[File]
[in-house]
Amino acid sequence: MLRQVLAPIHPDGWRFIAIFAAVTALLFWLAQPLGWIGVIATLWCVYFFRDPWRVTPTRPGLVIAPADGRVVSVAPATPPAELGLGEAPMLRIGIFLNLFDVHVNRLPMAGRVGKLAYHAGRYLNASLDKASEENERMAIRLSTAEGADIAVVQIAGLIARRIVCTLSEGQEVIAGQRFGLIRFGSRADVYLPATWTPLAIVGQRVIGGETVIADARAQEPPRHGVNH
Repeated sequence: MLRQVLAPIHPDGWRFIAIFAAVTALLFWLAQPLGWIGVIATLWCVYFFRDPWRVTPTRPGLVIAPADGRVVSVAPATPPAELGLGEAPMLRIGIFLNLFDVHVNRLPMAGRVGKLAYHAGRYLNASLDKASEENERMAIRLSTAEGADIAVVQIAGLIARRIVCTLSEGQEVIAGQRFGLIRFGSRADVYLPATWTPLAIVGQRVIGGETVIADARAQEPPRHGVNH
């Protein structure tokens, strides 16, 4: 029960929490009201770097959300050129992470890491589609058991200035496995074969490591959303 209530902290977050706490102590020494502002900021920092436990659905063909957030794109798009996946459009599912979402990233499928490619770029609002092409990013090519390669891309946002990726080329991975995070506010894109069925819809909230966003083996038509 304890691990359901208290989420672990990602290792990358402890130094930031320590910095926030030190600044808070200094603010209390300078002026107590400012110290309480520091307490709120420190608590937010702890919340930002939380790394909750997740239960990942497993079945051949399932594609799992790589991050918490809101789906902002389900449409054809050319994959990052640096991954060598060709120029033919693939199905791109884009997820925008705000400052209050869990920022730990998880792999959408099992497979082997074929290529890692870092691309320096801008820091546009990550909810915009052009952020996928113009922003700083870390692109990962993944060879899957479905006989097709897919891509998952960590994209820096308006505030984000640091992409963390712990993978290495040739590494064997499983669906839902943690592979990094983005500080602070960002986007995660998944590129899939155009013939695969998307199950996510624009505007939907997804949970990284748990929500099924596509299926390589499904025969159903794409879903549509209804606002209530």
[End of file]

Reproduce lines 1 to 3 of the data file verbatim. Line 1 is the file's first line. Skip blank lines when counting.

[in-house]
Amino acid sequence: MLRQVLAPIHPDGWRFIAIFAAVTALLFWLAQPLGWIGVIATLWCVYFFRDPWRVTPTRPGLVIAPADGRVVSVAPATPPAELGLGEAPMLRIGIFLNLFDVHVNRLPMAGRVGKLAYHAGRYLNASLDKASEENERMAIRLSTAEGADIAVVQIAGLIARRIVCTLSEGQEVIAGQRFGLIRFGSRADVYLPATWTPLAIVGQRVIGGETVIADARAQEPPRHGVNH
Repeated sequence: MLRQVLAPIHPDGWRFIAIFAAVTALLFWLAQPLGWIGVIATLWCVYFFRDPWRVTPTRPGLVIAPADGRVVSVAPATPPAELGLGEAPMLRIGIFLNLFDVHVNRLPMAGRVGKLAYHAGRYLNASLDKASEENERMAIRLSTAEGADIAVVQIAGLIARRIVCTLSEGQEVIAGQRFGLIRFGSRADVYLPATWTPLAIVGQRVIGGETVIADARAQEPPRHGVNH